This undermines the taping regime’s effectiveness. Therefore, removing the exemption, it is believed, will contribute to achieving the economic benefits as follows: recorded communication increases the probability of successful enforcement; and this reduces the expected value of exploiting private information and hence reduces insider trading.

This, in principle, leads to increased market confidence and greater price efficiency.

The latest reports on this subject for the FSA found that the overwhelming majority of firms in the financial services sector did not employ mobile recording solutions. In the period since the exemption was created, most firms had done little to prepare for mobile recording, preferring to wait until the FSA requires recording from mobiles before implementing a solution.

However, several authorised firms and suppliers have indicated that the level of interest in mobile call recording is now much greater than ever before in the financial services sector. Several authorised firms have requested detailed pricing and technical proposals from suppliers and have discussed in detail how mobile recording technology might be integrated with their existing communications and recording solutions.

The supply side for mobile call recording has also evolved somewhat. In particular, the largest provider of cellular services to City financial firms and the largest provider of managed trading turrets to the financial sector have both signed deals to distribute the same company’s mobile recording solution in the UK. Although neither the cellular operator nor the provider of managed turret services has yet signed a deal within the UK financial services sector, both companies appear confident in the reliability and scalability of the underlying technology.

Why is this issue of interest to mobile managers? It is not typically their remit to concern themselves with FSA compliance issues?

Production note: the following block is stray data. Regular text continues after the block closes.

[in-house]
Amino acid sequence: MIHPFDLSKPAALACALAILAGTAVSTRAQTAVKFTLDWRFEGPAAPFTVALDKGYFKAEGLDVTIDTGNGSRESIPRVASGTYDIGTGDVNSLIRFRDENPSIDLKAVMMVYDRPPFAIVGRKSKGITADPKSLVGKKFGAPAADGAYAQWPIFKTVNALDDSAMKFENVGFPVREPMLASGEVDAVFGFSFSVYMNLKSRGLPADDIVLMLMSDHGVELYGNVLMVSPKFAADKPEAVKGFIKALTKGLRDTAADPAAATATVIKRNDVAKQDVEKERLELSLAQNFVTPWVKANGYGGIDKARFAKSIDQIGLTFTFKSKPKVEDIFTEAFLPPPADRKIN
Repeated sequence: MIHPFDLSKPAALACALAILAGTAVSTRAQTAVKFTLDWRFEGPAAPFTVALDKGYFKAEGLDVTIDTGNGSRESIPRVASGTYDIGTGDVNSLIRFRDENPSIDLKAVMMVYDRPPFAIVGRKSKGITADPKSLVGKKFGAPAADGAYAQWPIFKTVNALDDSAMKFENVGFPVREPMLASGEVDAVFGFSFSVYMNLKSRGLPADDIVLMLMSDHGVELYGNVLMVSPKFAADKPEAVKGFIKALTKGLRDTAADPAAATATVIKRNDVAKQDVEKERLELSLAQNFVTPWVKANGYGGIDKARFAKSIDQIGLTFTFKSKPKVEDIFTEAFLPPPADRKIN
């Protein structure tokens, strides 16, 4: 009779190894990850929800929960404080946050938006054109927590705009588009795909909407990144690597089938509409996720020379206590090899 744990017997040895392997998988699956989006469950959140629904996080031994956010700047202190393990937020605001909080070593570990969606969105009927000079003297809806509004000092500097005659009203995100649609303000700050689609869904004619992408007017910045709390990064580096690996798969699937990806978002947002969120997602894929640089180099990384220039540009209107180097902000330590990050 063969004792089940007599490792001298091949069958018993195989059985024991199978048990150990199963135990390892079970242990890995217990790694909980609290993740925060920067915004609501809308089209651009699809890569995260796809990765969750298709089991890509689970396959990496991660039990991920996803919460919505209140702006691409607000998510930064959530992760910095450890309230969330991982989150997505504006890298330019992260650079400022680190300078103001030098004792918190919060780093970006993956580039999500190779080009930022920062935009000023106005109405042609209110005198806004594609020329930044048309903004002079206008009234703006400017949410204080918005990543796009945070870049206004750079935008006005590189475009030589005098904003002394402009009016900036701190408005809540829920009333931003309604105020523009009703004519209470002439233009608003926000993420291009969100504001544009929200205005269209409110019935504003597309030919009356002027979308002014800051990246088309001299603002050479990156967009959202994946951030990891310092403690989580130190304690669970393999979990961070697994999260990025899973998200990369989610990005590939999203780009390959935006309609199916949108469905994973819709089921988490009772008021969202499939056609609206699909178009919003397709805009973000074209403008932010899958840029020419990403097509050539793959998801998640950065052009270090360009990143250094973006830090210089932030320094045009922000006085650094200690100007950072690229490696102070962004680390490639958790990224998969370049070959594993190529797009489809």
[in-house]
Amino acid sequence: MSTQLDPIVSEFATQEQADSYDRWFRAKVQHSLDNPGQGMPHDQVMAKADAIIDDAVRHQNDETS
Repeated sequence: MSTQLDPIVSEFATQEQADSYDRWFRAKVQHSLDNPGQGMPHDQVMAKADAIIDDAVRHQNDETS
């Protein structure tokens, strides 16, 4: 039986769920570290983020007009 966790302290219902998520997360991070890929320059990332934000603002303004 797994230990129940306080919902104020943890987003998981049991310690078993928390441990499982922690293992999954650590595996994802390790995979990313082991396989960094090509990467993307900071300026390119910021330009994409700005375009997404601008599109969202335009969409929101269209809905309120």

It is likely that suppliers will provide workable and scalable solutions to record accurately voice, sms, mms, and email activities against a particular cellular number. The raw call files and billing data from the airtime carriers and recording technology from specialist suppliers will integrate nicely to tag a call made at a certain time, from a certain number, whilst recording its content.

However it is likely that there will be a requirement to store the data and calls for at least 6 months, possibly more. The storing in itself is not an issue, with the voice files, text transcripts and other data being stored more than likely via a 3rd party data storage solution.

The problem however escalates when you add into the mix the general complexities of managing mobile fleets. In any given 6 month period in any large organisation there will be a multitude of changes driven by people leaving the organisation, people starting with the organisation, numbers being recycled between individuals and projects.

The challenge will therefore be not relating the content recorded in a call to a specific time, and a specific number, but having the data on who held that number at that period of time. If the numbers are recycled and reused in the organisation, if the caller has since left and a new starter been issued the number, then this must also be logged. There is a requirement for a robust and approved solution for attaching the mobile number to an individual in that same time period.

This is an issue neither the call recording providers, nor airtime providers are likely to be able to help with. It is a database management issue and a mobile management issue which organisations will need to address and become comfortable with their solution. It could be solved internally utilising database tools and internal resources, or could be outsourced to a management company providing mobile management solutions.